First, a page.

There is encouragement here regarding those who do not respond immediately to the word of God as we share it. It may well be that the seed is simply taking time to find deep roots in the soil of their soul. An immediate response may be worse rather than better. Judge faith by faithfulness.

Refuse the weeds of wealth

Some soil in the farmer’s field was too hard to receive the seed. Some was too shallow to give it roots. And some was too filled with weeds to let it live: “Other seed fell among thorns, which grew up and choked the plants” (v. 7). “Other” seed, of the same quality, sown by the same farmer. The difference is not in the message, but its recipients.

“Falling among thorns” was a common agricultural problem in Jesus’ day. Farmers had no access to chemicals which would destroy weeds and their root systems. So they had two remedies. They could plow the field under, which would tear up the growing weeds but do nothing to their roots. Or they could burn the field, with the same effect. Either way, the farmer could not see the weeds hiding in the soil where he sowed his seed.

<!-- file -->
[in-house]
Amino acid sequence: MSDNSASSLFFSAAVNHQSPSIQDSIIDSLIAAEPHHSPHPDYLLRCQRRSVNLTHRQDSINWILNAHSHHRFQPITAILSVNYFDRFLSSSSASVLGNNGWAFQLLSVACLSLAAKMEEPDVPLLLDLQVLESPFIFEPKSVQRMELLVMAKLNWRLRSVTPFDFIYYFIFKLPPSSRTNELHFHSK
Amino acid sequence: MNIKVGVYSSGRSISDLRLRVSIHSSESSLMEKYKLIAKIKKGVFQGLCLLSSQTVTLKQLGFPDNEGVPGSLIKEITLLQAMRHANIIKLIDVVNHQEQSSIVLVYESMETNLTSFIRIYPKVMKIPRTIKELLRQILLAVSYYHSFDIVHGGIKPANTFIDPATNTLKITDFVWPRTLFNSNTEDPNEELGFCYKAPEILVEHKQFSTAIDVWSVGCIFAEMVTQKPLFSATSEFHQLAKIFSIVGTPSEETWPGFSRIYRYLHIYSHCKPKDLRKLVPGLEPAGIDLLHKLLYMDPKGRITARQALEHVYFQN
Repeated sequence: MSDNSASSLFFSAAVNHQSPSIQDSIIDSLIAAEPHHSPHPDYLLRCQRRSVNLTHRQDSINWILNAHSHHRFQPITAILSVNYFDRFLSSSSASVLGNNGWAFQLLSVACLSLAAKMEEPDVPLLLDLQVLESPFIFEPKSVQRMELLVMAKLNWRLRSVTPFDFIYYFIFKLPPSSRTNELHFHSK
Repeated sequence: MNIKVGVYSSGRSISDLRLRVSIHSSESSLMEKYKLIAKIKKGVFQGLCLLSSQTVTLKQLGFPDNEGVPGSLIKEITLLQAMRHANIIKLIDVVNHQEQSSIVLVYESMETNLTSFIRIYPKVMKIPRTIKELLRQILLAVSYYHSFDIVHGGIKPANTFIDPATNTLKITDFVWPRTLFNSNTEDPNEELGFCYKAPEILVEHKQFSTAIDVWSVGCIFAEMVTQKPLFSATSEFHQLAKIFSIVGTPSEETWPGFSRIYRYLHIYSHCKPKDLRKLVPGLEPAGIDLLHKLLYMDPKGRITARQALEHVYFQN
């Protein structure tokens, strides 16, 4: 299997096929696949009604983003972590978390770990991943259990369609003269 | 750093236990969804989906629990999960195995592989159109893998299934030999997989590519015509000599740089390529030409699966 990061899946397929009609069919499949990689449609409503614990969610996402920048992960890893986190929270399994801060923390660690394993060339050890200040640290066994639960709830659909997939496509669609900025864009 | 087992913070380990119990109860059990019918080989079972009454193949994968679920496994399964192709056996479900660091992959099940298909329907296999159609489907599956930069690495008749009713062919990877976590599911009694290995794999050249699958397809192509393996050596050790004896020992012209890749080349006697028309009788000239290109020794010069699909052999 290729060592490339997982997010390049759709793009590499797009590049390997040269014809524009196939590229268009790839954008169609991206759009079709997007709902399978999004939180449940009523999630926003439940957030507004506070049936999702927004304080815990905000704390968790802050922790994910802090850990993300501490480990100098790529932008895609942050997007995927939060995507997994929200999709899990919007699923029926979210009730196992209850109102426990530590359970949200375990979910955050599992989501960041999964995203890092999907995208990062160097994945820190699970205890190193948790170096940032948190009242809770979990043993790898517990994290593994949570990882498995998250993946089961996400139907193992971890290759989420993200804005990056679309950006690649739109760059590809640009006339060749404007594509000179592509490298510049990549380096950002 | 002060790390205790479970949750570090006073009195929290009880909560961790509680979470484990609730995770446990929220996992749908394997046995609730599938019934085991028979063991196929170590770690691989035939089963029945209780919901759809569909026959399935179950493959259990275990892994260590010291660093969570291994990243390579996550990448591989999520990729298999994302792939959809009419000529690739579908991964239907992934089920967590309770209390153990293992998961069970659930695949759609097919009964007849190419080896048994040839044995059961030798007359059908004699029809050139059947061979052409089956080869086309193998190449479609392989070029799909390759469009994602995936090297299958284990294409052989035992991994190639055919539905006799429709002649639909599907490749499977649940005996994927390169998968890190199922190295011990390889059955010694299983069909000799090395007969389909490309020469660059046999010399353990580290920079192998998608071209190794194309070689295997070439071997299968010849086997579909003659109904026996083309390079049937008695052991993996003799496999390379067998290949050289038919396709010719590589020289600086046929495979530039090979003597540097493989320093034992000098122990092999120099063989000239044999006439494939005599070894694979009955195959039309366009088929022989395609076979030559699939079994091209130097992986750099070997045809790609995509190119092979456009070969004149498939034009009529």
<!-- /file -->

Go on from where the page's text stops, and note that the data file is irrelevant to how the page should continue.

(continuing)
But they were there, and they “grew up and choked the plants.” Luke used the same word translated “choked” for the hogs who rushed into the lake and “were choked” or drowned (Luke 8.33; cf. Robertson 1.103). What weeds choke us spiritually?

Jesus names two varieties which are especially deadly: the “worries of this life” and the “deceitfulness of wealth” (v. 22). “Worries of this life” translates the Greek “anxieties of this age,” meaning worldly concerns and interests (Rienecker 1.39). The “deceitfulness of wealth” translates “deceit of riches,” the “uncertainty or deceit inherent in wealth.” Sin is deceitful in its very nature (Hebrews 3.13), and sinful wealth especially so: “People who want to get rich fall into temptation and a trap and into many foolish and harmful desires that plunge men into ruin and destruction. For the love of money is a root of all kinds of evil. Some people, eager for money, have wandered from the faith and pierced themselves with many griefs” (1 Timothy 6.9-10). Money is not evil, but pursuing it can be deceitful.